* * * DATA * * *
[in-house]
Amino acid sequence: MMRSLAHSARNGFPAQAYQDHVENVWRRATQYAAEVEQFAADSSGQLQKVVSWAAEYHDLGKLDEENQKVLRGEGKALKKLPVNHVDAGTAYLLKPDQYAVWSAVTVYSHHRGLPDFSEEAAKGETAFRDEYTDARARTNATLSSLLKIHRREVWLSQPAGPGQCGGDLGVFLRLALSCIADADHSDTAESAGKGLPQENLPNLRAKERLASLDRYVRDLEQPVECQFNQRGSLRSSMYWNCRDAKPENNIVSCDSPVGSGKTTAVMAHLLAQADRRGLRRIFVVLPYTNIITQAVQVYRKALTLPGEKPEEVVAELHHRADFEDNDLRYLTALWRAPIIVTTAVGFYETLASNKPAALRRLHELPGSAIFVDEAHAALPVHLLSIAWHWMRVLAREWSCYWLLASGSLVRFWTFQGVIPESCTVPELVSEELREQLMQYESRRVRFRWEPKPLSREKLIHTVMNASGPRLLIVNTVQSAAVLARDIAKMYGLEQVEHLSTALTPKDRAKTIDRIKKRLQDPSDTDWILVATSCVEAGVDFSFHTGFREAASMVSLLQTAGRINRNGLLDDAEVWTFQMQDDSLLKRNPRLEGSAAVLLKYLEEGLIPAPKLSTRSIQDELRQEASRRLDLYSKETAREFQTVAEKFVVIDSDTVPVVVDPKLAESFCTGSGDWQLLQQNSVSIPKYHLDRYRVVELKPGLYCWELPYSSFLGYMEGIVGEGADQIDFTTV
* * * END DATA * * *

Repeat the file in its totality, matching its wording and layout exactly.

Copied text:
[in-house]
Amino acid sequence: MMRSLAHSARNGFPAQAYQDHVENVWRRATQYAAEVEQFAADSSGQLQKVVSWAAEYHDLGKLDEENQKVLRGEGKALKKLPVNHVDAGTAYLLKPDQYAVWSAVTVYSHHRGLPDFSEEAAKGETAFRDEYTDARARTNATLSSLLKIHRREVWLSQPAGPGQCGGDLGVFLRLALSCIADADHSDTAESAGKGLPQENLPNLRAKERLASLDRYVRDLEQPVECQFNQRGSLRSSMYWNCRDAKPENNIVSCDSPVGSGKTTAVMAHLLAQADRRGLRRIFVVLPYTNIITQAVQVYRKALTLPGEKPEEVVAELHHRADFEDNDLRYLTALWRAPIIVTTAVGFYETLASNKPAALRRLHELPGSAIFVDEAHAALPVHLLSIAWHWMRVLAREWSCYWLLASGSLVRFWTFQGVIPESCTVPELVSEELREQLMQYESRRVRFRWEPKPLSREKLIHTVMNASGPRLLIVNTVQSAAVLARDIAKMYGLEQVEHLSTALTPKDRAKTIDRIKKRLQDPSDTDWILVATSCVEAGVDFSFHTGFREAASMVSLLQTAGRINRNGLLDDAEVWTFQMQDDSLLKRNPRLEGSAAVLLKYLEEGLIPAPKLSTRSIQDELRQEASRRLDLYSKETAREFQTVAEKFVVIDSDTVPVVVDPKLAESFCTGSGDWQLLQQNSVSIPKYHLDRYRVVELKPGLYCWELPYSSFLGYMEGIVGEGADQIDFTTV